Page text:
“At that time there was a group of stylists who were as creative as the designers, if not more so,” remembers PR Lynne Franks, who represented BodyMap, Katharine Hamnett and Wendy Dagworthy. “It prompted the question: What came first, the styling or the clothes? It was very spontaneous, like playing dress-up.”

Stefano Tonchi, editor of W magazine, then editor of Westuff, an alternative style periodical published in Florence, says: “Fashion was no longer fashionable. Style was used to describe many areas of the creative arts that came together. It made for a new category. Music dictated a lot of the emerging trends and there was experimentation in both photography and graphic design, but fashion was where these exciting changes were most evident. Think of the BodyMap fashion shows, they weren’t just about the clothes but involved music, graphic design and theatre… ”

➢ Revolt into Style Revisited: continued at Webb’s blog

V&A ,fashion,Club to Catwalk , BodyMap, Scarlett Cannon, Monica Curtin,

Showing in Club to Catwalk: Cotton dress by Willy Brown, 1980… Fallen Angel suit
 by John Galliano,
1985. © Victoria and Albert Museum, London

➢ Elsewhere at Shapers of the 80s: Eight for ’84 –
BodyMap flavour of the season topping the labels international buyers tip for success

Above: Needlessly doomy spin-off video from the V&A exhibition
Club to Catwalk in 2013


➤ Linard’s twist on classic Levi – add the kitchen sink

➢ Blitz magazine recalled on the V&A blog:

The Blitz designer collection of Levis denim jackets celebrates some of the most talented and creative designers working out of London in 1986 and it has been 27 years since London’s V&A museum last displayed them. These unique jackets were commissioned by the 80s style magazine Blitz in 1986 and customised by a host of top designers, including John Galliano, Vivienne Westwood, Bernstock Speirs and Paul Smith. In quirky twists on the classic Levis denim number, the 21 jackets, of which the V&A owns nine, push the boundaries of the term ‘customisation’. Onetime Blitz Kid Stephen Linard experimented by attaching a leather backpack and cutlery to his…

Blitz Kids, Stephen Linard, fashion,exhibition, Club to Catwalk ,V&A,,

Sketch on paper, Stephen Linard, Great Britain, 1986. Museum no. AAD/19972/34 © Victoria and Albert Museum, London/Stephen Linard

Seven of the nine jackets in the V&A’s collection will be on display in the summer exhibition Club to Catwalk, London Fashion in the 1980s (opening July 10), in addition to a loan of Zandra Rhodes’s jacket, which has been recently reunited with the group, and a Stephen Jones hat that was customised as part of the same project. The jackets will be displayed alongside many of their original sketches and a video wall which will show footage of the 1986 fashion gala… / Continued online


➤ Bowie at V&A: more than a rock star, Bowie reveals the process of art and design

David Bowie ,V&A exhibition, Davie Jones, Manish Boys, 1960s,Denmark Street, Tin Pan Alley,joesalama,YouTube

The first room at the V&A exhibition gives this glimpse of a pre-Bowie Davie Jones, aged 18, possibly filmed in Tin Pan Alley, London, in 1965… Click on pic to read the full story by Shapersofthe80s and view the home movie discovered in 2011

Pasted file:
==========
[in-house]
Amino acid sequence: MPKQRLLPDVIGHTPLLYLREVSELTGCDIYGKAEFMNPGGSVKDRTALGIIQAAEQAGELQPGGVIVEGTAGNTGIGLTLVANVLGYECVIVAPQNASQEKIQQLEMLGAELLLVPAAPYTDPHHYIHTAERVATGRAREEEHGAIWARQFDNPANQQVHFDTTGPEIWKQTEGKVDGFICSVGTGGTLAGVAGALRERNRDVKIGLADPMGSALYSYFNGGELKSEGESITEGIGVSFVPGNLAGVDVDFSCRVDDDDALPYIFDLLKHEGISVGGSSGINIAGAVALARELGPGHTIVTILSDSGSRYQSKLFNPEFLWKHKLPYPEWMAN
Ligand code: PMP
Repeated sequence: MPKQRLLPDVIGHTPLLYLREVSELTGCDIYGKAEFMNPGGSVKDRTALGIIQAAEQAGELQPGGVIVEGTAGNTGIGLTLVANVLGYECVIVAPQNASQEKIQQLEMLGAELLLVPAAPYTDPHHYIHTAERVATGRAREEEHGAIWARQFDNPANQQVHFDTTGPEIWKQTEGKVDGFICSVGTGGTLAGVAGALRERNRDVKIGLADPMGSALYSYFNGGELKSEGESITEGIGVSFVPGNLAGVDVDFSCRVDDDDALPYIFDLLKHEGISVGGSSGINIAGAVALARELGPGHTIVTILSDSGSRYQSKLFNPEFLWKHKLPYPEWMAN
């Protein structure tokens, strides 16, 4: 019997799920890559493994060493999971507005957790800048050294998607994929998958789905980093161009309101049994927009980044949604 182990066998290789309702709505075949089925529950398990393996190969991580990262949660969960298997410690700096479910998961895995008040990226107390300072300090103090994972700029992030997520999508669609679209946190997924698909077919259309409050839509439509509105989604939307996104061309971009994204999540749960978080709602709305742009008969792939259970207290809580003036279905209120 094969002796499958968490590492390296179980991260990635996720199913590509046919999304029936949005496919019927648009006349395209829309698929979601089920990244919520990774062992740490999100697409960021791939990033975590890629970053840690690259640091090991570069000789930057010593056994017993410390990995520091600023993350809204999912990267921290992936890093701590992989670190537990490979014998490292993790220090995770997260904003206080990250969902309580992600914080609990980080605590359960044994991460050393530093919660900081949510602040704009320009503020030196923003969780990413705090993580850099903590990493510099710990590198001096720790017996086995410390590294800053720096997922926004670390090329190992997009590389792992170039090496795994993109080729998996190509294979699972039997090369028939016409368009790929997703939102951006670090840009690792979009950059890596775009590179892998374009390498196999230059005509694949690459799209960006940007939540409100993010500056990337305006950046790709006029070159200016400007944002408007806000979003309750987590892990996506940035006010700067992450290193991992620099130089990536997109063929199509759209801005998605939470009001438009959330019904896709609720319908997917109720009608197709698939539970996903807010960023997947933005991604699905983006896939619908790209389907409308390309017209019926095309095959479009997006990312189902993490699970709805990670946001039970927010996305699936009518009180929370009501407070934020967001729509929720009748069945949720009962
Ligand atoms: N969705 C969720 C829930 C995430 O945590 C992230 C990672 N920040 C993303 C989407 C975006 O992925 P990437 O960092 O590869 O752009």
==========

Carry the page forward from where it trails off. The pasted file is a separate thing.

➢ 1965, Teenage Bowie flashes priceless smile to an amateur cine camera – read how the clip was found

V&A, review,exhibition, Geoffrey Marsh, David Bowie Is,

The V&A’s new exhibition David Bowie Is: “a grand stage for an inspirational artist who reshaped a generation”


❏ Just spent a blissed out evening at the V&A David Bowie is exhibition. It blew my mind! It is indeed a remarkable show… and to see all those pretty things that I’ve looked at in photos over and over again over the years is something akin to a religious experience… Not only is the clever curation of memorabilia and associated artefacts an inspiration (a lipstick stained tissue anyone?) but I got to personally thank both Mr Mick Rock and Mr Kansai Yamamoto for their wondrous workloads that helped transport me from village idiot to le freak! As the post-show party relocated from the V&A museum to The Rembrandt hotel across the road, the assembled fashion freaks, who also included fashion writer Judith Watt and costume designer Fiona Dealey, went crazy when Mr Yamamoto, who was responsible for many of Bowie’s flamboyant stage designs, entered. The fervour that greeted the legendary designer was akin to the Bowie-mania witnessed earlier in the evening when guests queued around the block to attend the private view.

➢ A great read about a great show – Sarah Crompton in the Telegraph, March 18:

In the opening room of the V&A’s new exhibition David Bowie Is, there is a four-second clip of film of a 17-year-old Bowie striding through the streets of Soho. The sun is shining, and as he catches sight of the camera he turns his bright blond head and smiles before vanishing from sight. The film was found on an old Super 8 camera. The amateur cameraman had been filming his wife in the Soho sunlight; it was quite by chance that he caught the nascent superstar. What is extraordinary is how, even then, Bowie behaves like the idol he was to become. If a camera is running, it must want to catch him in its lens. The mystery of David Bowie, the confidence that inspired a quiet boy from Bromley to become one of the most significant artists of his generation, hangs quietly over this entire show…

Geoffrey Marsh, a co-curator, says he is the first musical figure to be examined on such a scale: “This museum was set up to show how art and design work, to reveal the process. Although there have been a huge number of books about Bowie, they are by rock journalists and may not be of interest to the general public. The reason he is interesting is that he is more than a rock star”…

All the exhibits, presented using cutting-edge technology by – among others – the team behind the video projection at the opening ceremony of the Olympic Games, add to that sense of a fertile intelligence, changing constantly, shaping the world. You can see how firmly Bowie was in charge of everything he did.

The sheer grandeur [of the final room] brought tears to my eyes. I felt as I felt when I first saw Bowie live – simply glad to be in the same building as a man who could make music like this… / Full review at Telegraph online

➢ David Bowie is a retrospective exhibition of 300 possessions drawn from Bowie’s personal archive displayed at London’s Victoria & Albert museum, March 23–Aug 11.

David Bowie, NYC,The Next Day,Jimmy King, album charts,

Snowy Bowie, March 20: The Next Day debuts at #1 on charts in 12 countries and tops iTunes charts in 60. This week’s photo by Jimmy King

➢ Bowie is Go! Taster reviews for this week’s record-breaking V&A exhibition